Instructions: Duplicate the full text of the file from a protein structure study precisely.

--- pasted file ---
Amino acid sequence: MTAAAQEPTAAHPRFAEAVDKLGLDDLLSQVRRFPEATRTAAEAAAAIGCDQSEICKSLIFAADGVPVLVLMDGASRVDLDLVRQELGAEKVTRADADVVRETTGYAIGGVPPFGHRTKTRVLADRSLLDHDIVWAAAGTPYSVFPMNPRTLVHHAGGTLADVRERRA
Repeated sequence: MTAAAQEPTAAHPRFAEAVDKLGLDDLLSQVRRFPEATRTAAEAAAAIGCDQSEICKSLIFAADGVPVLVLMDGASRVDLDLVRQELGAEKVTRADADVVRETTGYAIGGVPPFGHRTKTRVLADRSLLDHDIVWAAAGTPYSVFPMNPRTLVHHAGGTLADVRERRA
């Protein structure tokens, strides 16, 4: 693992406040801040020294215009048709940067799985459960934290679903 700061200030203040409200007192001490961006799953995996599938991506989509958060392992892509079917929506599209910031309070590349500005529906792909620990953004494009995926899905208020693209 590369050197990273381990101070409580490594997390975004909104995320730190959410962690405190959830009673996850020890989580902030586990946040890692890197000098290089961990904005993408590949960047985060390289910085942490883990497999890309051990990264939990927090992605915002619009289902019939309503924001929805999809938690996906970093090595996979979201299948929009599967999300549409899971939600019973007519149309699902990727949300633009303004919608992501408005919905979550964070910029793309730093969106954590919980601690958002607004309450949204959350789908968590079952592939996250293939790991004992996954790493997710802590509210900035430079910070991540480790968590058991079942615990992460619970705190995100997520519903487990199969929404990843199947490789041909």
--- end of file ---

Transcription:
Amino acid sequence: MTAAAQEPTAAHPRFAEAVDKLGLDDLLSQVRRFPEATRTAAEAAAAIGCDQSEICKSLIFAADGVPVLVLMDGASRVDLDLVRQELGAEKVTRADADVVRETTGYAIGGVPPFGHRTKTRVLADRSLLDHDIVWAAAGTPYSVFPMNPRTLVHHAGGTLADVRERRA
Repeated sequence: MTAAAQEPTAAHPRFAEAVDKLGLDDLLSQVRRFPEATRTAAEAAAAIGCDQSEICKSLIFAADGVPVLVLMDGASRVDLDLVRQELGAEKVTRADADVVRETTGYAIGGVPPFGHRTKTRVLADRSLLDHDIVWAAAGTPYSVFPMNPRTLVHHAGGTLADVRERRA
């Protein structure tokens, strides 16, 4: 693992406040801040020294215009048709940067799985459960934290679903 700061200030203040409200007192001490961006799953995996599938991506989509958060392992892509079917929506599209910031309070590349500005529906792909620990953004494009995926899905208020693209 590369050197990273381990101070409580490594997390975004909104995320730190959410962690405190959830009673996850020890989580902030586990946040890692890197000098290089961990904005993408590949960047985060390289910085942490883990497999890309051990990264939990927090992605915002619009289902019939309503924001929805999809938690996906970093090595996979979201299948929009599967999300549409899971939600019973007519149309699902990727949300633009303004919608992501408005919905979550964070910029793309730093969106954590919980601690958002607004309450949204959350789908968590079952592939996250293939790991004992996954790493997710802590509210900035430079910070991540480790968590058991079942615990992460619970705190995100997520519903487990199969929404990843199947490789041909």